RED, GREEN, BLUE CONES and COLOUR BLINDNESS


RED, GREEN, BLUE CONES and COLOUR BLINDNESS

Colour blindness (originally called ‘daltonism’ after John Dalton)

There are different types of colour blindness, the most common are protanopia (reduced sensitivitiy to red light) and deuteranopia (reduced sensitivity to green light), which are collectively known as red-green blindness. These people have problems distinguishing between reds, greens, browns and oranges. Tritanopia (reduced sensitivity to blue and yellow light) is extremely rare.

About 8% of Northern European males are colour blind. Far fewer females are colour blind because the inherited gene is found in the x chromosome. Males have two but females have only one.

Here are a few famous and successful people who have or have had the condition. [All males]

PAUL NEWMAN, MARK ZUCKERBERG, MARK TWAIN, JACK NICKLAUS,

EDDIE REDMAYNE, BING CROSBY, PRESIDENT BILL CLINTON

Rods and cones

In the back of a human eye there are rods and cones. The rods detect light and dark while the cones are the photoreceptor nerve cells that detect colour. We have up to 6 million cones in each eye, and even more rod cells [90 million]. Wow!

The cones work by detecting visible wavelengths of light in three areas of the spectrum. Blue in short wavelength, green in medium, and red in long. So they are called S-cones, M-cones, and L-cones. It is known as trichromatic vision.

Other life forms are sometimes able to see more colours than we are. Some fish, reptiles, birds, and insects can see ultra-violet, which we cannot. Other animals can see less. Nocturnal animals seem to have little or no colour vision.

The most obvious explanation for such diversity lies in evolved adaption to living conditions and food source.

From Wikipedia:

“Red–green colour blindness is the most common form, followed by blue–yellow colour blindness and total colour blindness....

...The ability to see colour also decreases in old age. Being colour blind may make people ineligible for certain jobs in certain countries. This may include pilot, train driver, and armed forces.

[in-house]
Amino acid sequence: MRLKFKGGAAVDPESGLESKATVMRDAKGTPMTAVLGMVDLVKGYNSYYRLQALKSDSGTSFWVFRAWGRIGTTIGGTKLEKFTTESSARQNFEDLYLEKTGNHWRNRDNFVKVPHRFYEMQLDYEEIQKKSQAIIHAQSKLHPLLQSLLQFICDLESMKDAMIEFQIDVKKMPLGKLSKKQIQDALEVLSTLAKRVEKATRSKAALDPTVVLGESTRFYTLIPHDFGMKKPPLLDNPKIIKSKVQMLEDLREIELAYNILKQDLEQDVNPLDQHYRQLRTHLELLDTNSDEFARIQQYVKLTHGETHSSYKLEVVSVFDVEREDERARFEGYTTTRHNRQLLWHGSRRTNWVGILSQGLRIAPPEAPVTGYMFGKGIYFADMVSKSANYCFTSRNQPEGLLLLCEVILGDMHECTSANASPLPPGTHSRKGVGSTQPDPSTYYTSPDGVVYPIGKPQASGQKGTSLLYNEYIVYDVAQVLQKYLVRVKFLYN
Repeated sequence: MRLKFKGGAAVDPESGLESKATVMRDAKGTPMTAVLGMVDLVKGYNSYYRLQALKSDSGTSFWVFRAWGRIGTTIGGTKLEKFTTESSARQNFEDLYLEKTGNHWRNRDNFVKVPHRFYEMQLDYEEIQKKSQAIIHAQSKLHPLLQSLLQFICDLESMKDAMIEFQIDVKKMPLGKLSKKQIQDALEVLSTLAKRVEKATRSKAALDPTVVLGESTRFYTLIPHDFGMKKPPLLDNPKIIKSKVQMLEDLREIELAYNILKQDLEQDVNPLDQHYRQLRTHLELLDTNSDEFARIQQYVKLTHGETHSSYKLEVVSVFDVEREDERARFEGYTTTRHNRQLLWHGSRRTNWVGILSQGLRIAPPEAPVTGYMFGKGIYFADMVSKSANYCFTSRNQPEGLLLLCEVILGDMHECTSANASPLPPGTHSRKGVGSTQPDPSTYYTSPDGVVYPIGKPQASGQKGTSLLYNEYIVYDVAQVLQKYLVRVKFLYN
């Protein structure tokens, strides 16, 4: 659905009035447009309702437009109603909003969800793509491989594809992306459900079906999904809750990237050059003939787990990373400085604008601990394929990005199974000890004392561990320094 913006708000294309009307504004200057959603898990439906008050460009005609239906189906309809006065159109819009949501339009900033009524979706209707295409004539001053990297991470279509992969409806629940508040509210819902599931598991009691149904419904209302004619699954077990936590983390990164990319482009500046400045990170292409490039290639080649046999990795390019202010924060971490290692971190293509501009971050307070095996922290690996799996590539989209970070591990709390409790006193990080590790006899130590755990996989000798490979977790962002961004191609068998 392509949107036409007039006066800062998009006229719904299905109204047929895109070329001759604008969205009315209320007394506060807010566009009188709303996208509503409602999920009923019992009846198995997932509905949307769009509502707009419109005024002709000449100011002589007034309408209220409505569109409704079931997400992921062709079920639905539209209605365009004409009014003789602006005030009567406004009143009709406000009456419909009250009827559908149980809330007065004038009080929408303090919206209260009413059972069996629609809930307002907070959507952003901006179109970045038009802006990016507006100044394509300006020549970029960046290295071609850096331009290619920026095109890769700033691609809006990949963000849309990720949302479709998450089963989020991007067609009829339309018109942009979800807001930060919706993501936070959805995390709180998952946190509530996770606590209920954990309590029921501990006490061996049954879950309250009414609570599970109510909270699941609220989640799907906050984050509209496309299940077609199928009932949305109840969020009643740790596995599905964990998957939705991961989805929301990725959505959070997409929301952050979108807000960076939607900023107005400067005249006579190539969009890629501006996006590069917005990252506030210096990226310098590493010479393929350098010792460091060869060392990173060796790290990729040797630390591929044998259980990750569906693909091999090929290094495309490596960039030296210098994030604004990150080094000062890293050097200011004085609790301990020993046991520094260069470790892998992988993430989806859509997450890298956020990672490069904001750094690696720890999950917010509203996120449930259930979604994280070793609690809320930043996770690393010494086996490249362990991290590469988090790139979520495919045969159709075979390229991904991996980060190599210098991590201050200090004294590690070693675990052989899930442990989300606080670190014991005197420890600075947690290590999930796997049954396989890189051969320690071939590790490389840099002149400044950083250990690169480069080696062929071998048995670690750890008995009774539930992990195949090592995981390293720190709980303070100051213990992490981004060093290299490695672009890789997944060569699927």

The effect of colour blindness on artistic ability, however, is controversial. The ability to draw appears to be unchanged and a number of famous artists are believed to have been colour blind.”

Artists with colour problems. Examples.

Claude Monet had cataracts and eventually couldn’t tell colours apart.

So did Mary Cassatt who developed her cataracts late in life. [So it does happen to female artists.]

Degas also had a congenital problem gradually losing visual certainty over many years. He made sculpture to compensate.

Edgar Degas: “I am convinced that these differences in vision are of no importance. One sees as one wishes to see. It´s false, and it is that falsity that constitutes art.”

There is a continuing debate about whether Vincent van Gogh was colour blind after Japanese researcher Kazunori Asada saw how much van Gogh’s colour changed in experimental lighting conditions.

Picasso was thought to be colour blind by art lovers who were seeing his blue period. But his later pink period probably counters the argument.

Pablo Picasso: “Painting is a blind mans profession. He paints not what he sees but what he feels.”

So you can do pretty well in the art-world even if you are colour blind.

Conclusion.

Most artists enjoy using a range of tone and colour in their artwork. They can only use 12 million cones to appreciate colour. But they use their 180 million rods to appreciate light and dark. [That’s 12 and 180 because we all have two eyes.]

A lot of art is monochromatic. Drawing, black and white photography, etching and engraving, indian ink paintings are all examples. Many artists don’t go in for colour at all. The tonal range of a flat artwork is very important as well as the colour range.

We painters cannot make art to please our dogs because dogs cannot see all the colours that we can. We are also rather bad at satisfying butterflies and bees because we don’t see or use ultra violet.

However it is very possible to be positive about being a colour blind artist.

Peter Milton [colour blind artist]: “I don´t miss colour. It helps to have a disability- I use that word, it´s a strong word- but it helps to have a disability, because when you can do anything, which of all the things you can do are you gonna choose? So something has to help you to make a choice.”

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What to do next?

Tell a friend or colleague about these blogs and discuss.

You can find more about the books that I have written here...

http://www.howtobeanartist.com/product/art-biz-secrets-part-two-artists-success-formula/

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